Opposition Leader Tzipi Livni slammed Prime Minister Benjamin Netanyahu on Monday for his failure to prevent the United Nations vote on a Palestinian state planned for September, calling him a weak and insufficient leader.
"Netanyahu has failed to recruit international support for Israel's basic principles, he has even failed to convince the U.S. to support us," Livni said, adding that "Israel needs a leader, and this government has missed its opportunity."
She added that Netanyahu will go down in history as the Israeli prime minister who failed to prevent a unilateral declaration of a Palestinian state.
Speaking before the Knesset plenum, Livni responded to Netanyahu's call for Israeli unity in face of security threats and calls from the bordering Arab countries for Israel's destruction, saying that his idea of unity was unworthy.
"Unity to protect your leadership, prime minister, is not a worthy unity," Livni said.
"Today we are united to protect Israel against those who are working against our existence as a Jewish State," Livni said. "But this unity is not enough. We need a vision. If only Herzl could shout out anti-Semitism! But he was a visionary because he understood that it is not enough to shout out, he has to implement policies to fulfill his vision. He understood that he needs the world's support of a Jewish State in order to fulfill his vision."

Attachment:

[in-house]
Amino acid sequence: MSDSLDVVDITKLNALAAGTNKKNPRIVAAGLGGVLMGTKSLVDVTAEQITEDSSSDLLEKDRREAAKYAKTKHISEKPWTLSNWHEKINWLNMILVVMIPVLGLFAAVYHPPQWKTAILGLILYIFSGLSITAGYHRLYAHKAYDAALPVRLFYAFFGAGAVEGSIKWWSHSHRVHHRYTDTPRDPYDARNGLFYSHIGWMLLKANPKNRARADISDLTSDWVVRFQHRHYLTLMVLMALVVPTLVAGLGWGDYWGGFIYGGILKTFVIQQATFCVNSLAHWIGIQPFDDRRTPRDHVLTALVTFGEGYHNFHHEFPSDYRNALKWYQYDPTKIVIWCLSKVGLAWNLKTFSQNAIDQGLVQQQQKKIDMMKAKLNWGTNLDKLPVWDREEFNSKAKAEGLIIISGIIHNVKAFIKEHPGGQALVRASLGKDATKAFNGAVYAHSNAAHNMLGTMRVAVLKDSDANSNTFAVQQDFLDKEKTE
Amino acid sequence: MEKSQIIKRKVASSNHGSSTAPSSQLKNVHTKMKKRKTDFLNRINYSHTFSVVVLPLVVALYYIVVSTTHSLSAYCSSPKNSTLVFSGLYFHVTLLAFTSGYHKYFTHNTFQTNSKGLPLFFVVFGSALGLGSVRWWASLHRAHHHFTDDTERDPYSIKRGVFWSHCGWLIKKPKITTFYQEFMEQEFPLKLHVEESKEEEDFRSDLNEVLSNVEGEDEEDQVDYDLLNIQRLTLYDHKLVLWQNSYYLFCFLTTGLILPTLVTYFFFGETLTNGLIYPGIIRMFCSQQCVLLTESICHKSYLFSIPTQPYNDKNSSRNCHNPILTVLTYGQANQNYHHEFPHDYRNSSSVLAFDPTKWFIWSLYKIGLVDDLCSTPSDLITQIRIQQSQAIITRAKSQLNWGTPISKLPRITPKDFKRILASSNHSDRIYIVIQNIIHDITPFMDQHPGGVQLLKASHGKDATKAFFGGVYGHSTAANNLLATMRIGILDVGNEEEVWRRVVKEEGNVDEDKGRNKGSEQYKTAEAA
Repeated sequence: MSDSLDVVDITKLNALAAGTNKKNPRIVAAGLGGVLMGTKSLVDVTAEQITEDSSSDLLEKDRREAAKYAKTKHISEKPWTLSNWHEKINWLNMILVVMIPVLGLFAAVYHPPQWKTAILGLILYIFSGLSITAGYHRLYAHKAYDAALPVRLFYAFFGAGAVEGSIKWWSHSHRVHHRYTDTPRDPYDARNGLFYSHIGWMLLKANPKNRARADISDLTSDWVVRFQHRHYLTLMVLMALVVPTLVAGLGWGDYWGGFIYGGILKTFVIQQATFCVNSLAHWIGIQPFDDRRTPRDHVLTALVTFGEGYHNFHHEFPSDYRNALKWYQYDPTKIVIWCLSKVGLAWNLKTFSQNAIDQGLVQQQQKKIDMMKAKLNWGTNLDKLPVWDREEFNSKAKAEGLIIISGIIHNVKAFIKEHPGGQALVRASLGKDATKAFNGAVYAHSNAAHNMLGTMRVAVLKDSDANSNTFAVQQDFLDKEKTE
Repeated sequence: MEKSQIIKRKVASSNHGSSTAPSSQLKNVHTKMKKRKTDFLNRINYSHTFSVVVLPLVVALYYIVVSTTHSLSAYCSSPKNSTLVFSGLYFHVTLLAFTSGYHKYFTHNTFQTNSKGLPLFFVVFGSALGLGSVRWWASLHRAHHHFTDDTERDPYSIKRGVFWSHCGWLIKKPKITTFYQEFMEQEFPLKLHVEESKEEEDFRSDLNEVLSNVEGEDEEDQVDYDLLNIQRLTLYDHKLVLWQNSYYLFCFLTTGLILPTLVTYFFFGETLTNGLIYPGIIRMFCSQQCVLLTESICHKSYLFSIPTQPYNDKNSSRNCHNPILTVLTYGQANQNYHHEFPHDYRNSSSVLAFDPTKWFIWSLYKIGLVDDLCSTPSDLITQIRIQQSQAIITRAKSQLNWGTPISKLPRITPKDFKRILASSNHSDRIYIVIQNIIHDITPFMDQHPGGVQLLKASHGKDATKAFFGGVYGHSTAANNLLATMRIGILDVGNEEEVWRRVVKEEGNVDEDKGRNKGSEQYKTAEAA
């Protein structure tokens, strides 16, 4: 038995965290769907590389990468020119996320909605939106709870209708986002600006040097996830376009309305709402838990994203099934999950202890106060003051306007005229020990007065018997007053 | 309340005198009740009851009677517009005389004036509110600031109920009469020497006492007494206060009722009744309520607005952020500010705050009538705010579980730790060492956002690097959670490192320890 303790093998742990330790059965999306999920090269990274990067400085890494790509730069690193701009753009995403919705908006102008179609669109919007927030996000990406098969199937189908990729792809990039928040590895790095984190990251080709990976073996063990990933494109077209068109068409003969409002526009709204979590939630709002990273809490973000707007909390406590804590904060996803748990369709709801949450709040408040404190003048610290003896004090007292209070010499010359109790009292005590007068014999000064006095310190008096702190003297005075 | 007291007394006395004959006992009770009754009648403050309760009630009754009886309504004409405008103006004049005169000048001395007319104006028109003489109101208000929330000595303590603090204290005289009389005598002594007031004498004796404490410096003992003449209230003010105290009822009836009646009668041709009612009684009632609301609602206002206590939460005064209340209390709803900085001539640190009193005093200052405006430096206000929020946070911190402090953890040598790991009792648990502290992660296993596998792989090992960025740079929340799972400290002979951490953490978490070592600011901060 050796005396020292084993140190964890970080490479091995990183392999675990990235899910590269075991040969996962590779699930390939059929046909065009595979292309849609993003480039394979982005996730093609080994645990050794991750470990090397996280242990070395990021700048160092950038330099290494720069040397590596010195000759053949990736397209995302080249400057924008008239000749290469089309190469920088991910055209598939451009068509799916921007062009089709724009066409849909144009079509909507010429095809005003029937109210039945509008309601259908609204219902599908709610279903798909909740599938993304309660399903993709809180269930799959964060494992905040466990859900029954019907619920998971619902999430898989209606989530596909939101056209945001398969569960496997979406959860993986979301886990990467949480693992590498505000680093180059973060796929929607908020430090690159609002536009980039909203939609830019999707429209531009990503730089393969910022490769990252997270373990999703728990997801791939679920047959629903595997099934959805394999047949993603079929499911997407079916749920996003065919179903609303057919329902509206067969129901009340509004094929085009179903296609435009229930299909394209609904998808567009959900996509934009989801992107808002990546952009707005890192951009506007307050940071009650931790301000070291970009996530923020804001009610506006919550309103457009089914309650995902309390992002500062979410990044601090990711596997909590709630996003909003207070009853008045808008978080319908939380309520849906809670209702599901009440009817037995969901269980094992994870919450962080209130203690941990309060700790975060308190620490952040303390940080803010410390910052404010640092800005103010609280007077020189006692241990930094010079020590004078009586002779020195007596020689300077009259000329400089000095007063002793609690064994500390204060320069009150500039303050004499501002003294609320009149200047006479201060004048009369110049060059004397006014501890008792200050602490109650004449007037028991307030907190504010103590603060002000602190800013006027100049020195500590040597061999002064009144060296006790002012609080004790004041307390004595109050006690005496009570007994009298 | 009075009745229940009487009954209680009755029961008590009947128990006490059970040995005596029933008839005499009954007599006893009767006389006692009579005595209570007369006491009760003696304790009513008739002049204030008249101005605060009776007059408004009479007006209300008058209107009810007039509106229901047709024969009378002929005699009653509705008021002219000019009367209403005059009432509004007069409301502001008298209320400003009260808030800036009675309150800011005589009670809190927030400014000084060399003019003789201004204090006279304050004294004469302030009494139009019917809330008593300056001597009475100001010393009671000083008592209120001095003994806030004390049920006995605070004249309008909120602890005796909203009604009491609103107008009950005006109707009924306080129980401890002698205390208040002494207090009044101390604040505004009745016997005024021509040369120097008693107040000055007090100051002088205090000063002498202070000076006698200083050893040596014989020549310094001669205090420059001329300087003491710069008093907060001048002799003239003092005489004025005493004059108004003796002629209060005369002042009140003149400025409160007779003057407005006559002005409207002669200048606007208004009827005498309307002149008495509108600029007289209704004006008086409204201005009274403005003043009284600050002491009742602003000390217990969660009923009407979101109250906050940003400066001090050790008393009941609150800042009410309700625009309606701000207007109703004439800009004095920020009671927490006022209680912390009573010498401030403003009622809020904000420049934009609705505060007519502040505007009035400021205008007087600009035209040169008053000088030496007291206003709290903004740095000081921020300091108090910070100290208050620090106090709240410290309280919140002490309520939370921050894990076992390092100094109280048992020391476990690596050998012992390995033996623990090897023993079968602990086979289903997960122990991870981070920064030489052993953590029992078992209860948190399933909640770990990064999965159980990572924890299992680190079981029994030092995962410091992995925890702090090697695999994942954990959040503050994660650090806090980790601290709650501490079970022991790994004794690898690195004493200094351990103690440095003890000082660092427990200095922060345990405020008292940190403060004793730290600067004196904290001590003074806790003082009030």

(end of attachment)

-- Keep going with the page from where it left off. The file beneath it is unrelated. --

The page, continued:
"I don’t know what is worse, the fact that you [Netanyahu] know what will save Israel and are afraid to make the decision, or that you are clueless," she said.
Livni went on to criticize Netanyahu for travelling next week to the United States without a prepared peace initiative, and said that it was "unacceptable that Israelis have to pay the price for Netanyahu's weakness."
"You have missed your opportunity to provide Israel with a vision," Livni told Netanyahu. "It is time to decide what Israel's borders are, and this prime minister can't."
Livni also responded to the Israeli Arab protests on Sunday marking the day of Nakba, saying that it was time the Arabs gave up on the idea that the solution to the conflict was to build their homes where Jewish homes stand today.
"The sooner the Arab children will learn that they must build their houses where they are now, as the solution is not their return to Israel, the better it will be for everyone," she said, adding that "Israeli Arabs must know they cannot live here and call the day of Israel's establishment the day of disaster."
The opposition leader said that Israelis should know that it was not too late for peace, and that there was still hope for a peace initiative that would not forsake its basic principles and the fundamental and historic right to exist as a Jewish state.
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